a person has a location ( a point).

That’s it! We now have an entity capable of storing a person’s identification data as well as a person’s geographic point location.

Next I need to have a means of creating the specific instance of the entity that I need to track. One way to do this is via the use of an event and an entity initializer. The required event definition is as follows:

a create person event is a business event.
a create person event has an id number.
a create person event has a name.
a create person event has a location (a point ).

…and this is the initializer: (defined in the model’s ‘Statements’ tab):

a person is initialized from a create person event , where this person comes from the id number of this create person event :
- set the name of this person to the name of this create person event
- set the location of this person to the location of this create person event .

At this point we have a way of creating a person and setting that person’s initial location but we still don’t have a way of tracking the person’s location has he/she changes location. For this we need another event, which we define like this: (the ‘id number’ is the id number of the person, which is used for correlation)

an update location event is a business event.
an update location event has an id number.
an update location event has a location (a point ).

With this we conclude our business model definitions.

Step 2.2 – Create the required business rules

We don’t need a rule for creating the Person entity because we have an entity initializer for this purpose, but we do need a rule for updating the entity. First, we create a Rule Agent project with the following agent descriptor so that the agent is capable of processing our update location event:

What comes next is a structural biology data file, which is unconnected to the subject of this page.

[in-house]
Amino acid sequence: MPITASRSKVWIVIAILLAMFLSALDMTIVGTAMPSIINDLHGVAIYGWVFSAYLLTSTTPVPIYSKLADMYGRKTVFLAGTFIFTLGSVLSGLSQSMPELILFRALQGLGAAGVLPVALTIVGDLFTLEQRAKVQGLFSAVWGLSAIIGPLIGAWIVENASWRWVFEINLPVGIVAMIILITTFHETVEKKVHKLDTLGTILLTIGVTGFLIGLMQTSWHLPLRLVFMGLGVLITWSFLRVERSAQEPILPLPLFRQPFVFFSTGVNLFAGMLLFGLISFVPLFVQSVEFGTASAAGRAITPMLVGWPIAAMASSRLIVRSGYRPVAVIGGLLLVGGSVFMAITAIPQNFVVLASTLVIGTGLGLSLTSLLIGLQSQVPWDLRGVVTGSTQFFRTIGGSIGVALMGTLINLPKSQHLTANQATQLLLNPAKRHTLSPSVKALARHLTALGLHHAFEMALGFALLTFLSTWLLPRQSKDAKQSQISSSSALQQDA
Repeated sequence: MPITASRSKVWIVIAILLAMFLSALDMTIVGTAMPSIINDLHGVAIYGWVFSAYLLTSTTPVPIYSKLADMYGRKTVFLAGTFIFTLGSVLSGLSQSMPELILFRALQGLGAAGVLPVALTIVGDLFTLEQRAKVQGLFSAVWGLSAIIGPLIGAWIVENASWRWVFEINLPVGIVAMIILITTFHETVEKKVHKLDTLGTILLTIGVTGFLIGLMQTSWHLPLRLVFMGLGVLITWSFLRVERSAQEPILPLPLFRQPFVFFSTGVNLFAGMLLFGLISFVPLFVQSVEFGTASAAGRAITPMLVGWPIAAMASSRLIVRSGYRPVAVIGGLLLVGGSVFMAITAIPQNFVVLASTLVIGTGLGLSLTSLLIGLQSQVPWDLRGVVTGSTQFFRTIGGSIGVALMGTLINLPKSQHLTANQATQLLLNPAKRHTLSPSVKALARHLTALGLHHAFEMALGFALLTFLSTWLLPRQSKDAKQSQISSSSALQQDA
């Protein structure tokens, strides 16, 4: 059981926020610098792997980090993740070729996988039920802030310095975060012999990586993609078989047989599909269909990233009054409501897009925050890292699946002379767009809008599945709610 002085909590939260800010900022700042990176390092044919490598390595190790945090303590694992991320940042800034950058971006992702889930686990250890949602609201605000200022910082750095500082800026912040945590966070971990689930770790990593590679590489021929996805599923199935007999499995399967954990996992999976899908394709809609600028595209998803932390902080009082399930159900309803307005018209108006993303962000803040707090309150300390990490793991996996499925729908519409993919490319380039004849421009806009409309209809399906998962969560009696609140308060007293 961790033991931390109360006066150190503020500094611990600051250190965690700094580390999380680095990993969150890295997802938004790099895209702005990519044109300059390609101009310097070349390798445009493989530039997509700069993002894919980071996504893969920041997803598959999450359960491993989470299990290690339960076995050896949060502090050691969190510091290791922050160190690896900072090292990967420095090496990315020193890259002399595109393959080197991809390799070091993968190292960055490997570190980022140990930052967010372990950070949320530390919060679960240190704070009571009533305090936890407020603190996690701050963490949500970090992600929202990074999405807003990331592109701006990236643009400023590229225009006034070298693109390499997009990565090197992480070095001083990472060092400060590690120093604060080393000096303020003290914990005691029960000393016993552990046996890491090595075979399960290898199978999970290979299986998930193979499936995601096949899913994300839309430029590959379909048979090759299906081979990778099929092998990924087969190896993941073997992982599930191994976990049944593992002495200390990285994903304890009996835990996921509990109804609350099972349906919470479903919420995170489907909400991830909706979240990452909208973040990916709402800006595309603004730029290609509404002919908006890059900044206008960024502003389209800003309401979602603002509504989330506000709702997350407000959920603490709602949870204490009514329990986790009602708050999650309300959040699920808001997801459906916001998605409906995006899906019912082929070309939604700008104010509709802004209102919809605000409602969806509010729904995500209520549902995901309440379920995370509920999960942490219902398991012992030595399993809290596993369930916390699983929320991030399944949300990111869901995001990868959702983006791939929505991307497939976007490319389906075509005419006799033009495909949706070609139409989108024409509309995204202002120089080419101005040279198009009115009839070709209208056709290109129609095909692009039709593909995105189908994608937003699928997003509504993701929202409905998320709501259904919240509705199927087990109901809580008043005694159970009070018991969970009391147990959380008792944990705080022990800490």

'dsi_map_example_rules' is an agent related to a person ,
processing events :
- update location event , where this person comes from the id number of this update location event

then, we create the update location rule itself:

when an update location event occurs
then set the location of 'the person' to the location of this update location event ;

We’re done with the rules. The next step is to create the instances of entities and events that we will use to test our solution.

Step 2.3 – Create the solution’s tests

Once the solution is deployed in production, the initialization of the entity and the update location events will likely come from a personal mobile phone. For development and testing purposes, DSI has a number of testing capabilities (the description of which is out of the scope of this tutorial). For this solution we’ll use ‘event sequences’ to carry out our tests.

For example, this event sequence creates the entity and initializes the location coordinates to a point in the village of Hursley:

define 'jose' as a new create person event where
the name is "Jose" ,
the id number is "111" ,
the location is the point with -1.39114 as longitude and 51.02279 as latitude ;

emit 'jose' , time-stamped 1/6/2017 ;

Another event sequence is used to emit an update location event with a point location in Winchester:
emit a new update location event where
the id number is "111" ,
the location is the point with -1.308 as longitude and 51.0632 as latitude , time-stamped 1/6/2017;

…and yet another for London:
emit a new update location event where
the id number is "111" ,
the location is the point with -0.118092 as longitude and 51.509865 as latitude , time-stamped 1/6/2017 ;

We don’t care too much about the time stamp of the events because we’ll be running the event sequences manually (and separately).

Before we run our tests, we need to first configure the development server with the Map Viewer feature and then deploy the solution.

Step 3 – Configure the Map Viewer

Step 3.1 – Add the Map Viewer feature to your development server

Open the cisDev server.xml file and install the Map Viewer feature by adding <feature>ia:iaMaps-8.8.1</feature> to this server’s feature manager, like this:

<featureManager>
<feature>restConnector-1.0</feature>